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    ABSTRACT: The recently isolated fungal strain Phomopsis liquidambari B3 can degrade high concentrations of indole, indicating its potential for the bioremediation of indole-contaminated soil. In this study, a specific real-time PCR was developed to detect the survival of P. liquidambari B3 in soil. Subsequently, degradation activity of strain B3 and its effects on indigenous microbial community were analyzed. Results showed the amount of P. liquidambari B3 genomic DNA increased to a maximum 5.67 log (pg g−1 dry soil) 10 days after inoculation of 5.04 log (pg g−1 dry soil), and then gradually decreased with time and after 40 days it was below the detection limit. By the end of the experiment (day 40), bioaugmented microsoms showed a 93.7% decrease in indole, while the values for biostimulated and control microcosms were much lower. Higher microbial biomass and enzyme activities were observed in bioaugmented soil. Denaturing gradient gel electrophoresis analysis showed bioaugmentation increased richness of resident microbial community. These results indicate that P. liquidambari B3 is effective for the remediation of indole-contaminated soil and also provides valuable information about the behavior of the inoculant population during bioremediation, which could be directly used in the risk assessment of inoculant population and optimization of bioremediation process.
    Microbiological Research 01/2014;
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    ABSTRACT: In this study, the first survey of microbial community in thermophilic anaerobic digester using swine manure as sole feedstock was performed by multiple approaches including denaturing gradient gel electrophoresis (DGGE), clone library and pyrosequencing techniques. The integrated analysis of 21 DGGE bands, 126 clones and 8506 pyrosequencing read sequences revealed that Clostridia from the phylum Firmicutes account for the most dominant Bacteria. In addition, our analysis also identified additional taxa that were missed by the previous researches, including members of the bacterial phyla Synergistetes, Planctomycetes, Armatimonadetes, Chloroflexi and Nitrospira which might also play a role in thermophilic anaerobic digester. Most archaeal 16S rRNA sequences could be assigned to the order Methanobacteriales instead of Methanomicrobiales comparing to previous studies. In addition, this study reported that the member of Methanothermobacter genus was firstly found in thermophilic anaerobic digester.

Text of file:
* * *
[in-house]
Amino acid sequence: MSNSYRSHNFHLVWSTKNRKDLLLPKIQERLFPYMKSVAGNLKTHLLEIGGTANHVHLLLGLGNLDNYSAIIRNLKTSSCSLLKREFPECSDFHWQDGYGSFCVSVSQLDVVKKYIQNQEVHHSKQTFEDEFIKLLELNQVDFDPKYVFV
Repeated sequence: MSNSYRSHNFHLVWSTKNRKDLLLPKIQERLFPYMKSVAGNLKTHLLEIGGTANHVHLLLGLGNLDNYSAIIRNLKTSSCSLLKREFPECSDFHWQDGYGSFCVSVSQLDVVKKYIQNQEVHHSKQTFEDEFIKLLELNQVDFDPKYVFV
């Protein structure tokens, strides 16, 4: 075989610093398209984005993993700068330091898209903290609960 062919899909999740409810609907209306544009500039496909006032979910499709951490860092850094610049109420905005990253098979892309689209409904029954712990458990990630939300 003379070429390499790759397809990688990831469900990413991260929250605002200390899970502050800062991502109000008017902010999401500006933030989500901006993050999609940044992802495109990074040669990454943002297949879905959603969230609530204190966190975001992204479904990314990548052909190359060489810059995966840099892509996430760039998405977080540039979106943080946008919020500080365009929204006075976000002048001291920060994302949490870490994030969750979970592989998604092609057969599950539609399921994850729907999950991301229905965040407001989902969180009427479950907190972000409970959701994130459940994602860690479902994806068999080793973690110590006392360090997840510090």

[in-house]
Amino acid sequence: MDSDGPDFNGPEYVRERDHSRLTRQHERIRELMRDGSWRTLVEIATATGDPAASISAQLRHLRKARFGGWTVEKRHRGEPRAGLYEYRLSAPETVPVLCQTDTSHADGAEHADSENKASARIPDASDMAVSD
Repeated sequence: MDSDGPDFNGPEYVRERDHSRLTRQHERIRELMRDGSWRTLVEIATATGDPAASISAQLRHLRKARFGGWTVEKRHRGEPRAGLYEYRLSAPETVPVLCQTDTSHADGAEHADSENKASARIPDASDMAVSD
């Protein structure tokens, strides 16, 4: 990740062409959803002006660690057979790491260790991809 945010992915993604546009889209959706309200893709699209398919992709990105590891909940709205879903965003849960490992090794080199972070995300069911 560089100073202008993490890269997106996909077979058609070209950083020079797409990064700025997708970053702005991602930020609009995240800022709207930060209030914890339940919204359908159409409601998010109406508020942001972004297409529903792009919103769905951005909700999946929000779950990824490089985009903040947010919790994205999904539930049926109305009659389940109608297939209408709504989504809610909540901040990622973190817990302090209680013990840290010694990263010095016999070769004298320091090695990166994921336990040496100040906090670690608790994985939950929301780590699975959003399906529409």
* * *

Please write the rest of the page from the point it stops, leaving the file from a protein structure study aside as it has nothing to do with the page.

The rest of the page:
Microbiological Research 01/2014;
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    ABSTRACT: In this study, a food-grade cell surface display host/vector system for Lactobacillus casei was constructed. The food-grade host L. casei Q-5 was a lactose-deficient derivative of L. casei ATCC 334 obtained by plasmid elimination. The food-grade cell surface display vector was constructed based on safe DNA elements from lactic acid bacteria containing the following: pSH71 replicon from Lactococcus lactis, lactose metabolism genes from L. casei ATCC 334 as complementation markers, and surface layer protein gene from Lactobacillus acidophilus ATCC 4356 for cell surface display. The feasibility of the new host/vector system was verified by the expression of green fluorescent protein (GFP) on L. casei. Laser scanning confocal microscopy and immunofluorescence analysis using anti-GFP antibody confirmed that GFP was anchored on the surface of the recombinant cells. The stability of recombinant L. casei cells in artificial gastrointestinal conditions was verified, which is beneficial for oral vaccination applications. These results indicate that the food-grade host/vector system can be an excellent antigen delivery vehicle in oral vaccine construction.
    Microbiological Research 01/2014;